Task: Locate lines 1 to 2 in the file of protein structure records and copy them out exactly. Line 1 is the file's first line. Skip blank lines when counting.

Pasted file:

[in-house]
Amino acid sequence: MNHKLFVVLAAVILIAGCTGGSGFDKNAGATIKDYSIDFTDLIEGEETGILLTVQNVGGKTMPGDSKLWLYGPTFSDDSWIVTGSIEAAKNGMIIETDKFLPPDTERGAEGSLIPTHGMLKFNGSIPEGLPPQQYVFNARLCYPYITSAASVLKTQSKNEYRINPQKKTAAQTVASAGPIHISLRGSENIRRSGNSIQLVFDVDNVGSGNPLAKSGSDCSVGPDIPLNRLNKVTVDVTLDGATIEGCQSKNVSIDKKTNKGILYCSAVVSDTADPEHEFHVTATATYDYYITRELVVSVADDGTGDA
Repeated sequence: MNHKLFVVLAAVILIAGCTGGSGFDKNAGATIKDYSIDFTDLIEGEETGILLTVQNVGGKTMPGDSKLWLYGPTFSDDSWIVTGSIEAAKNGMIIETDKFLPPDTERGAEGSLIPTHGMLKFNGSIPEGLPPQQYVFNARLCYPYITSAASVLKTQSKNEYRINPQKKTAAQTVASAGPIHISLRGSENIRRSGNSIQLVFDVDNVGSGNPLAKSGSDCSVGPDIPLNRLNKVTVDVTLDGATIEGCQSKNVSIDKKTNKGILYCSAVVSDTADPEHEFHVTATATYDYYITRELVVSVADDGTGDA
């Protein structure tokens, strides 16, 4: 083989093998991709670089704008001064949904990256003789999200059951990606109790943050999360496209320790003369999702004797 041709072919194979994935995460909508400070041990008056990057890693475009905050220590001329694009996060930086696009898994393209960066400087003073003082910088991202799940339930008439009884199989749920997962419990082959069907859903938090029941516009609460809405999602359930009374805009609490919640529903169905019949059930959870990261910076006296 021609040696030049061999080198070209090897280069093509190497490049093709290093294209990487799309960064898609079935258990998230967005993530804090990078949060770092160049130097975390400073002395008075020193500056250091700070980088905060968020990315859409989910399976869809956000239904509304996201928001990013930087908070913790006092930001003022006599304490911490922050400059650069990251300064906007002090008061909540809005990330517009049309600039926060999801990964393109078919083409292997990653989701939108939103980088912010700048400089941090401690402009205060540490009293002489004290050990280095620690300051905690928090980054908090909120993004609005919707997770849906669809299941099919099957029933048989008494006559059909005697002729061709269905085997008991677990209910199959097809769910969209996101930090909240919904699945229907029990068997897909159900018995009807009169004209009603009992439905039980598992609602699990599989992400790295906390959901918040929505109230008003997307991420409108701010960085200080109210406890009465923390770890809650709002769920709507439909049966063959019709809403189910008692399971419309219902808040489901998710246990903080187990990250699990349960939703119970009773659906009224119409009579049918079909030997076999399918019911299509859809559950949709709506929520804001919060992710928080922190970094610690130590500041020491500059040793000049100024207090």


[in-house]
Amino acid sequence: MNHKLFVVLAAVILIAGCTGGSGFDKNAGATIKDYSIDFTDLIEGEETGILLTVQNVGGKTMPGDSKLWLYGPTFSDDSWIVTGSIEAAKNGMIIETDKFLPPDTERGAEGSLIPTHGMLKFNGSIPEGLPPQQYVFNARLCYPYITSAASVLKTQSKNEYRINPQKKTAAQTVASAGPIHISLRGSENIRRSGNSIQLVFDVDNVGSGNPLAKSGSDCSVGPDIPLNRLNKVTVDVTLDGATIEGCQSKNVSIDKKTNKGILYCSAVVSDTADPEHEFHVTATATYDYYITRELVVSVADDGTGDA